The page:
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Fish Facts  »  Sheepshead


The sheepshead has an oval-shaped, deep body with a blunt snout and small, nearly horizontal mouth. The posterior nostril is slit-like in appearance. Dorsal and anal fins include stout, short spines. The second spine of the anal fin is enlarged. Pectoral fins are long, extending beyond the anal opening when appressed (pressed close to the body). The caudal fin is shallowly forked. The adult sheepshead is silvery to greenish-yellow with an olive back. There are five or six dark vertical crossbars along each side, which are most distinct in young individuals. The caudal and pectoral fins are greenish while the dorsal, anal, and ventral fins are dusky or black. Other fish that are similar in appearance to the sheepshead include the black drum (Pogonias cromis) and Atlantic spadefish (Chaetodipterus faber). However, the black drum has barbels on the lower jaw and reaches a much larger adult size than the sheepshead. The Atlantic spadefish has a very short snout, a much rounder body shape and a larger soft dorsal and anal fin than the sheepshead. Additionally, the vertical bands on the sides of the black drum and Atlantic spadefish tend to fade with age much more so than the markings of the sheepshead.


Primarily occurring inshore around rock pilings, jetties, mangrove roots, and piers as well as in tidal creeks, the euryhaline sheepshead prefers brackish waters. It seeks out warmer spots near spring outlets and river discharges and sometimes enters freshwater during the winter months. This fish moves to offshore areas in later winter and early spring for spawning, which sometimes occurs over artificial reefs and navigation markers. Juveniles live in seagrass flats and over mud bottoms. Recorded among those species that perish during periodic low oxygen fish kills, the sheepshead is not particularly tolerant of low levels of dissolved oxygen.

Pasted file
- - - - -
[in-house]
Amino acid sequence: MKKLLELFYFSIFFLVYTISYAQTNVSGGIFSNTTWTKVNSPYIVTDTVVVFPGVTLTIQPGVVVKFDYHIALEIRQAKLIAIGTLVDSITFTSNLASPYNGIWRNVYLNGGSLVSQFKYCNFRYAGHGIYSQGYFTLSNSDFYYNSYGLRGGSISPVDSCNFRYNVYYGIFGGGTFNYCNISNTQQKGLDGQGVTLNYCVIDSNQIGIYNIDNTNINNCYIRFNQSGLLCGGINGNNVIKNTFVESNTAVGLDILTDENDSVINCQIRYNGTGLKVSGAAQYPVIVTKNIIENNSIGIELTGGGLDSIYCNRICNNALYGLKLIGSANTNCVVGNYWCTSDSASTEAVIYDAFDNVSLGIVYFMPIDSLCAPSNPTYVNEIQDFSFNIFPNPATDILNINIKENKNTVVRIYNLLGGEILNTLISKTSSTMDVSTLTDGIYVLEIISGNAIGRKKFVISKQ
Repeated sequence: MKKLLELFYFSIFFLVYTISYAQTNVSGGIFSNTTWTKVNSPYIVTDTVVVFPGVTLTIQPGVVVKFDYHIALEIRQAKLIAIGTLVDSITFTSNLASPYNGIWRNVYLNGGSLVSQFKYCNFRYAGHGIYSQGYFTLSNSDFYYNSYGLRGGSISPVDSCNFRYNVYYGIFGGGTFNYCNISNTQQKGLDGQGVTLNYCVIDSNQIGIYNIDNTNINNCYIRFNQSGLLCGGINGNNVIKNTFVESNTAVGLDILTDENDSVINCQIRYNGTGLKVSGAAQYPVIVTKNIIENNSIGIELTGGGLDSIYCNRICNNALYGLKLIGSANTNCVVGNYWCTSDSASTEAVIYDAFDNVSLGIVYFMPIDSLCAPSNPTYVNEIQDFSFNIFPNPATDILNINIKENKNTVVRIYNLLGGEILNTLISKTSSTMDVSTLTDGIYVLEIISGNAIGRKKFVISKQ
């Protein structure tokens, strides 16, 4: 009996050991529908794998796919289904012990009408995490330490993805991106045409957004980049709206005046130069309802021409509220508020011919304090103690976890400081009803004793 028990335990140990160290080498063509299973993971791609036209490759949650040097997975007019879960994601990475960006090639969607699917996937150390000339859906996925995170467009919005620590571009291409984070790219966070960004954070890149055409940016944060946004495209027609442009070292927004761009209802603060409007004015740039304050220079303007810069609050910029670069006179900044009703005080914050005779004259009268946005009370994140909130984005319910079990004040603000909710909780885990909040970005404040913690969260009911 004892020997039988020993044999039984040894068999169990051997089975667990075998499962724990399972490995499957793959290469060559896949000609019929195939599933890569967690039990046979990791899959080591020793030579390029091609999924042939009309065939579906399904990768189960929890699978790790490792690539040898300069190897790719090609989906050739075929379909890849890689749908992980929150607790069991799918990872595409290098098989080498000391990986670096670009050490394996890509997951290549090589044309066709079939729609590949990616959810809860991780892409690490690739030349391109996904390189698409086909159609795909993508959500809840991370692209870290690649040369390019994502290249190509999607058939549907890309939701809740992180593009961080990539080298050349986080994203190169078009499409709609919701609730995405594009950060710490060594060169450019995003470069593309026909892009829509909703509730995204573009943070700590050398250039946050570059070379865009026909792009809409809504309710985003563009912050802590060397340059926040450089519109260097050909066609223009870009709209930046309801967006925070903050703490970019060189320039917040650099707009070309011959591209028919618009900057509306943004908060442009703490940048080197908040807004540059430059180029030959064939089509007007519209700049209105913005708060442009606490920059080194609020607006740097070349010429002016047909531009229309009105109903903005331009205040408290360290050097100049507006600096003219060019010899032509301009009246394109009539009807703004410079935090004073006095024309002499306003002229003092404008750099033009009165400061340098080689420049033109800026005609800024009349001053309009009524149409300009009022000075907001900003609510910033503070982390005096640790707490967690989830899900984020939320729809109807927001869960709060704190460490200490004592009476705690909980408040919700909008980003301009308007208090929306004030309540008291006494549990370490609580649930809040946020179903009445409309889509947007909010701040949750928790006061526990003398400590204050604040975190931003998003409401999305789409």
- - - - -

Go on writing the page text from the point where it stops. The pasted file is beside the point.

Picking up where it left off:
The sheepshead is an omnivorous fish, feeding on invertebrates, small vertebrates and occasional plant material. Large juveniles and adults prey on blue crab, oysters, clams, crustaceans, and small fish including young Atlantic croakers (Micropogonias undulatus, Sciaenidae). The sheepshead uses its impressive dentition to crush heavily armored and shelled prey and to scrape barnacles from rocks and pilings. The diet of juveniles includes zooplankton, polychaetes, and chironomid (midges) larvae.


This fish is highly valued for human consumption due to its fine white flesh and mild flavor. However, its heavy scales and strong fin spines make it difficult to clean and fillet. It is marketed fresh and frozen and may be prepared by broiling, microwaving, and baking. Commercially, the majority of sheepshead are accidentally caught in shrimp trawlers and tossed back into the water, although some are taken intentionally. They may also be caught by longlines, seines, and trammel nets. Commercial catches of sheepshead have historically been largest off the gulf coasts of Florida, Texas, and Lousiana. Sheepshead are also collected for public show aquariums.


Although it reaches a maximum size of about 29.5 inches (76 cm) and 22 pounds (9.6 kg), adult sheepshead are most commonly about 1-8 pounds (.5-3.6 kg) and 14-18 inches (35 cm). Maximum known lifespan of the sheepshead is at least 20 years with maturity typically reached at 2 years of age.


The distribution of the sheepshead in the western Atlantic Ocean includes coastal waters from Nova Scotia (Canada) through the Gulf of Mexico with the densest populations occurring off southwest Florida. Sheepshead are also found, albeit in much lesser numbers, off the Caribbean coasts of Central and South America, south to Brazil. Sheepshead are absent in the Bahamas, West Indies, Grenada, and Bermuda.


Florida Museum of Natural History

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